An English Teacher Learns from the Master at Work
Kathryn Barlow of Victoria, British Columbia, is a retired teacher of English literature, composition, and English as a Second Language. She observed ‘Abdu’l-Baha’s station as a servant of His Father and as a teacher knowing the needs of His students.
One of the things for which I gained an appreciation is ‘Abdul-Baha’s station of servitude. That a 67-year-old man in poor health could undertake such a strenuous journey is amazing. Everything ‘Abdul-Baha did and said was in service of the Baha’i Faith. He was kind and loving, patient, informative; He inspired and confirmed, all the while building unity and proclaiming His father’s message.
In talking at the Kinney residence on December 2, 1912, ‘Abdul-Baha tells us that Baha’u’llah “entered into a covenant with all the people of the world, including the interpreter and explainer of His teachings, so that no one may interpret or explain the religion of God according to his own view or opinion. . . .” This suggests to me that what ‘Abdul-Baha tells us is not His own view or opinion but that of Baha’u’llah. Really is there any greater servitude than living and expressing Baha’u’llah’s teachings?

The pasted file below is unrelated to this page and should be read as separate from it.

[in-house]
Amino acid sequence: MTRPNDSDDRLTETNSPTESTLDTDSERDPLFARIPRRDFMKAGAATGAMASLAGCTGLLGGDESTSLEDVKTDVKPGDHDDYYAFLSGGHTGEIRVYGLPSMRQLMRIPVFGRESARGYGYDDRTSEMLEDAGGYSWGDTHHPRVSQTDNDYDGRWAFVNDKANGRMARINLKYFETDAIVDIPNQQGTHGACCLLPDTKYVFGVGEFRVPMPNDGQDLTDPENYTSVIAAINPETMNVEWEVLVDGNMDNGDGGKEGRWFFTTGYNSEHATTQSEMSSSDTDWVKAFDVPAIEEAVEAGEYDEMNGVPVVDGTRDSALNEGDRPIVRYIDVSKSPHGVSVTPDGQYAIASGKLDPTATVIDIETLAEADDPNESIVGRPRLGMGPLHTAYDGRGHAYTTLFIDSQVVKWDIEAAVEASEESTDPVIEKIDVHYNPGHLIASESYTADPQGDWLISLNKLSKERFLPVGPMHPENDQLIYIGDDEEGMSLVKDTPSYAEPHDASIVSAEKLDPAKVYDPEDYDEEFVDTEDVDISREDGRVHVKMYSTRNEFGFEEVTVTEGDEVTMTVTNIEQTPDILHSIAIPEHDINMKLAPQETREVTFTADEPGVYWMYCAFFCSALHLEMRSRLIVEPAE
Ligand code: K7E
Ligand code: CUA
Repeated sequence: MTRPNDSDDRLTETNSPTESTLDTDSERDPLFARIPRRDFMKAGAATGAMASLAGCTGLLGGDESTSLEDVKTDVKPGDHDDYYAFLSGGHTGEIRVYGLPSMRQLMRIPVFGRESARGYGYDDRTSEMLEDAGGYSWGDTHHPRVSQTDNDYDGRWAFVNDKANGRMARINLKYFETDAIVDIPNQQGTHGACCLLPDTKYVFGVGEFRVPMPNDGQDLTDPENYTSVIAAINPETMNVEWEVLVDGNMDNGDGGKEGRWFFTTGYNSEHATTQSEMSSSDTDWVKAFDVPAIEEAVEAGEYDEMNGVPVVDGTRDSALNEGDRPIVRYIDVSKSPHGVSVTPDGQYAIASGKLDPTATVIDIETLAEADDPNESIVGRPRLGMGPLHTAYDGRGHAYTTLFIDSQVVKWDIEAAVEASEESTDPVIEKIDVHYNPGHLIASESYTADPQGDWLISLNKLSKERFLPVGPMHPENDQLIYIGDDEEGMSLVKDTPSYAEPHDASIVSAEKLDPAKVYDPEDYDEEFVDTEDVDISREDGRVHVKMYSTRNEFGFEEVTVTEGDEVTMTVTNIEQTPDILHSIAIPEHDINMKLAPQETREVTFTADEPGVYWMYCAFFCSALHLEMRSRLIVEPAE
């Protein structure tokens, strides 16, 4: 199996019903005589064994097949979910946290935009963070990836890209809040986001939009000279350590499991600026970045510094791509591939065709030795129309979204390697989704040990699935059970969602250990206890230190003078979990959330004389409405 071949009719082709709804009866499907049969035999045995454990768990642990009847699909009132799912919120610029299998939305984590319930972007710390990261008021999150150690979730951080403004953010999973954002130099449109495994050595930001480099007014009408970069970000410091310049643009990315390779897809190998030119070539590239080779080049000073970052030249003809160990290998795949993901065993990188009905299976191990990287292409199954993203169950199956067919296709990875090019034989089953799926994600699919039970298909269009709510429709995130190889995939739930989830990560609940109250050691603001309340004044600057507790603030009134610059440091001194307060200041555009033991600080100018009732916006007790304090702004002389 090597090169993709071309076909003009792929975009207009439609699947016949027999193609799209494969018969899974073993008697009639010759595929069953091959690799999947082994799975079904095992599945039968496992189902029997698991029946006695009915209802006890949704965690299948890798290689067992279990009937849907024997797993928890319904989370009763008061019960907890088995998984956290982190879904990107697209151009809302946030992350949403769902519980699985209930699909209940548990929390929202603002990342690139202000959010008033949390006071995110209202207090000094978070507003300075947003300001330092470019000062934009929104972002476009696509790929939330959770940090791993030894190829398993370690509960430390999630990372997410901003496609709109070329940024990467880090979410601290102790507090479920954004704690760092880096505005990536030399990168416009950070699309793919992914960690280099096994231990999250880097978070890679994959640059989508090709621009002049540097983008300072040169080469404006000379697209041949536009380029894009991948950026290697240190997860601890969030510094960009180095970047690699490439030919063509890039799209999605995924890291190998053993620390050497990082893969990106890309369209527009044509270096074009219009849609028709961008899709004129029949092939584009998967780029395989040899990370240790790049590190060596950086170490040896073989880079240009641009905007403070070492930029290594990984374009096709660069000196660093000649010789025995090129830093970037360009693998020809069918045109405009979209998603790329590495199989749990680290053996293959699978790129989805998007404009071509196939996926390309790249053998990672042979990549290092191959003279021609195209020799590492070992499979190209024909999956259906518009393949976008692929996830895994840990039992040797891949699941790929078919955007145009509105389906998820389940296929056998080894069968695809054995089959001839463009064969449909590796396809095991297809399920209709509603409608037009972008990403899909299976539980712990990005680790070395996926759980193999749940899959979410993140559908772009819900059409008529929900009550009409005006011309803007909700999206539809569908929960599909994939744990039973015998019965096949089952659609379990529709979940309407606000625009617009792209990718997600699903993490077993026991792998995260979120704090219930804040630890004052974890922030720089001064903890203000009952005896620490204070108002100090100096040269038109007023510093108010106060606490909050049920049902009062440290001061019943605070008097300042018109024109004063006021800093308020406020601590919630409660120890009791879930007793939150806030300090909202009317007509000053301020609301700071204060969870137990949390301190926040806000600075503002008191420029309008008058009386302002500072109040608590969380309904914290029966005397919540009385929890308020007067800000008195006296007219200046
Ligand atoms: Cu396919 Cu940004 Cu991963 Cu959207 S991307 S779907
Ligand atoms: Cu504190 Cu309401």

The second thing that struck me was that ‘Abdul-Baha apparently lived in a spiritual world of which I am only vaguely aware. The most striking example was Juliet Thompson’s account of ‘Abdul-Baha waking from a nap and appointing Lua Getsinger “Herald of the Covenant.” Milder examples might include ‘Abdul-Baha’s uncanny ability to anticipate one’s thoughts and needs (Kate Carew and Howard Colby Ives, for example) or even His choice of the Cedric over the Titanic.
It was most interesting to get a glimpse into the early days of the Baha’i Faith as well, and it is fascinating to see how it has evolved into what we know today with the administrative order still evolving and communities striving for unity at an ever deeper level while spreading the healing message of Baha’u’llah.